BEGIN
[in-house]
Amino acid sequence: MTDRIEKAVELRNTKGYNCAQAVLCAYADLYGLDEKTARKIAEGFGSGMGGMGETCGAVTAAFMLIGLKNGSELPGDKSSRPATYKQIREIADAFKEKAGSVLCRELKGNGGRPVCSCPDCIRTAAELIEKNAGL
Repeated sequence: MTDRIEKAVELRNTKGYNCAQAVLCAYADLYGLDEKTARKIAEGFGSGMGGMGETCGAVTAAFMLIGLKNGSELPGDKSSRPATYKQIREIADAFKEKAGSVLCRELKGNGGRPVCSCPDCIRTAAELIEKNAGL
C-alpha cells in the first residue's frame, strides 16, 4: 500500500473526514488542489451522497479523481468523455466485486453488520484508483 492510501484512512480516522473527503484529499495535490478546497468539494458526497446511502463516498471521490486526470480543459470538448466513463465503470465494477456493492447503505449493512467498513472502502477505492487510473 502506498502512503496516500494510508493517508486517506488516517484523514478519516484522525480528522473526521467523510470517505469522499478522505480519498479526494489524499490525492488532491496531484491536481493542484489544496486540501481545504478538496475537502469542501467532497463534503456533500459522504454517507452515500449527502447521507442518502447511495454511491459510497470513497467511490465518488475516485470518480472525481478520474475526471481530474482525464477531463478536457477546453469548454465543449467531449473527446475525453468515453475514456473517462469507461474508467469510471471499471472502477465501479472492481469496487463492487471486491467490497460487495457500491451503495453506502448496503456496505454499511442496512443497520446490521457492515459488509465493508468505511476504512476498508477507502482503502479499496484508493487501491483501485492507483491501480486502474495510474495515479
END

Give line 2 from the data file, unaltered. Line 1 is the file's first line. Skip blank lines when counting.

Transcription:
Amino acid sequence: MTDRIEKAVELRNTKGYNCAQAVLCAYADLYGLDEKTARKIAEGFGSGMGGMGETCGAVTAAFMLIGLKNGSELPGDKSSRPATYKQIREIADAFKEKAGSVLCRELKGNGGRPVCSCPDCIRTAAELIEKNAGL